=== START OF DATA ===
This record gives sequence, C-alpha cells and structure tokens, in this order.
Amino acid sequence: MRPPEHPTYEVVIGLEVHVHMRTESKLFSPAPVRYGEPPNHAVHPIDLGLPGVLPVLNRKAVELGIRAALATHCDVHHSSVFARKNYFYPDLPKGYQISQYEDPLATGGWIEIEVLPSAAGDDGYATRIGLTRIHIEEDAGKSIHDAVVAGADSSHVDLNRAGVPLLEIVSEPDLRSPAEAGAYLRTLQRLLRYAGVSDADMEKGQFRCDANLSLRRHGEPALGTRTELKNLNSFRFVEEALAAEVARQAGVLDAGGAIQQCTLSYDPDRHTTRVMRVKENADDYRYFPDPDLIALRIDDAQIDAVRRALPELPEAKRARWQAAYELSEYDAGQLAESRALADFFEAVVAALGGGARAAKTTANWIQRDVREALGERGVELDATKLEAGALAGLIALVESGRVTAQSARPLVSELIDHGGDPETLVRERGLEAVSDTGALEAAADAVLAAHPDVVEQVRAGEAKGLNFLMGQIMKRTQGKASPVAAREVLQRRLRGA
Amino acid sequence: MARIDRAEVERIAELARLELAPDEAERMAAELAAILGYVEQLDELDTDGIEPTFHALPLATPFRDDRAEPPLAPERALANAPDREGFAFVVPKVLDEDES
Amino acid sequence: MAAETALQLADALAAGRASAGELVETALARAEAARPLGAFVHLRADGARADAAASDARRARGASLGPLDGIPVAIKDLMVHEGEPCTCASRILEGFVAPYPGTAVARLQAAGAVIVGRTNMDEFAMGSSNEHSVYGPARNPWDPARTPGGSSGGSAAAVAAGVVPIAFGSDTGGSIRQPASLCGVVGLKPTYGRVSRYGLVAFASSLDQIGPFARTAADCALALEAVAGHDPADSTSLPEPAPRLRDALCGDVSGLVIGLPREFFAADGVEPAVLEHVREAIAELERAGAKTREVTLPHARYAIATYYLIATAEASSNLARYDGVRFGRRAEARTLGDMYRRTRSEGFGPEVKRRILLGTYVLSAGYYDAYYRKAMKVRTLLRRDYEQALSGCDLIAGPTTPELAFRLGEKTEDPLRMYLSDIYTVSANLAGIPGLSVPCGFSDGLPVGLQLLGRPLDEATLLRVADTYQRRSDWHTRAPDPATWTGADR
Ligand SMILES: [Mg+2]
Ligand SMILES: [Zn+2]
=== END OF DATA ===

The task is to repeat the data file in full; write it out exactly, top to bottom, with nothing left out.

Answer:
This record gives sequence, C-alpha cells and structure tokens, in this order.
Amino acid sequence: MRPPEHPTYEVVIGLEVHVHMRTESKLFSPAPVRYGEPPNHAVHPIDLGLPGVLPVLNRKAVELGIRAALATHCDVHHSSVFARKNYFYPDLPKGYQISQYEDPLATGGWIEIEVLPSAAGDDGYATRIGLTRIHIEEDAGKSIHDAVVAGADSSHVDLNRAGVPLLEIVSEPDLRSPAEAGAYLRTLQRLLRYAGVSDADMEKGQFRCDANLSLRRHGEPALGTRTELKNLNSFRFVEEALAAEVARQAGVLDAGGAIQQCTLSYDPDRHTTRVMRVKENADDYRYFPDPDLIALRIDDAQIDAVRRALPELPEAKRARWQAAYELSEYDAGQLAESRALADFFEAVVAALGGGARAAKTTANWIQRDVREALGERGVELDATKLEAGALAGLIALVESGRVTAQSARPLVSELIDHGGDPETLVRERGLEAVSDTGALEAAADAVLAAHPDVVEQVRAGEAKGLNFLMGQIMKRTQGKASPVAAREVLQRRLRGA
Amino acid sequence: MARIDRAEVERIAELARLELAPDEAERMAAELAAILGYVEQLDELDTDGIEPTFHALPLATPFRDDRAEPPLAPERALANAPDREGFAFVVPKVLDEDES
Amino acid sequence: MAAETALQLADALAAGRASAGELVETALARAEAARPLGAFVHLRADGARADAAASDARRARGASLGPLDGIPVAIKDLMVHEGEPCTCASRILEGFVAPYPGTAVARLQAAGAVIVGRTNMDEFAMGSSNEHSVYGPARNPWDPARTPGGSSGGSAAAVAAGVVPIAFGSDTGGSIRQPASLCGVVGLKPTYGRVSRYGLVAFASSLDQIGPFARTAADCALALEAVAGHDPADSTSLPEPAPRLRDALCGDVSGLVIGLPREFFAADGVEPAVLEHVREAIAELERAGAKTREVTLPHARYAIATYYLIATAEASSNLARYDGVRFGRRAEARTLGDMYRRTRSEGFGPEVKRRILLGTYVLSAGYYDAYYRKAMKVRTLLRRDYEQALSGCDLIAGPTTPELAFRLGEKTEDPLRMYLSDIYTVSANLAGIPGLSVPCGFSDGLPVGLQLLGRPLDEATLLRVADTYQRRSDWHTRAPDPATWTGADR
Ligand SMILES: [Mg+2]
Ligand SMILES: [Zn+2]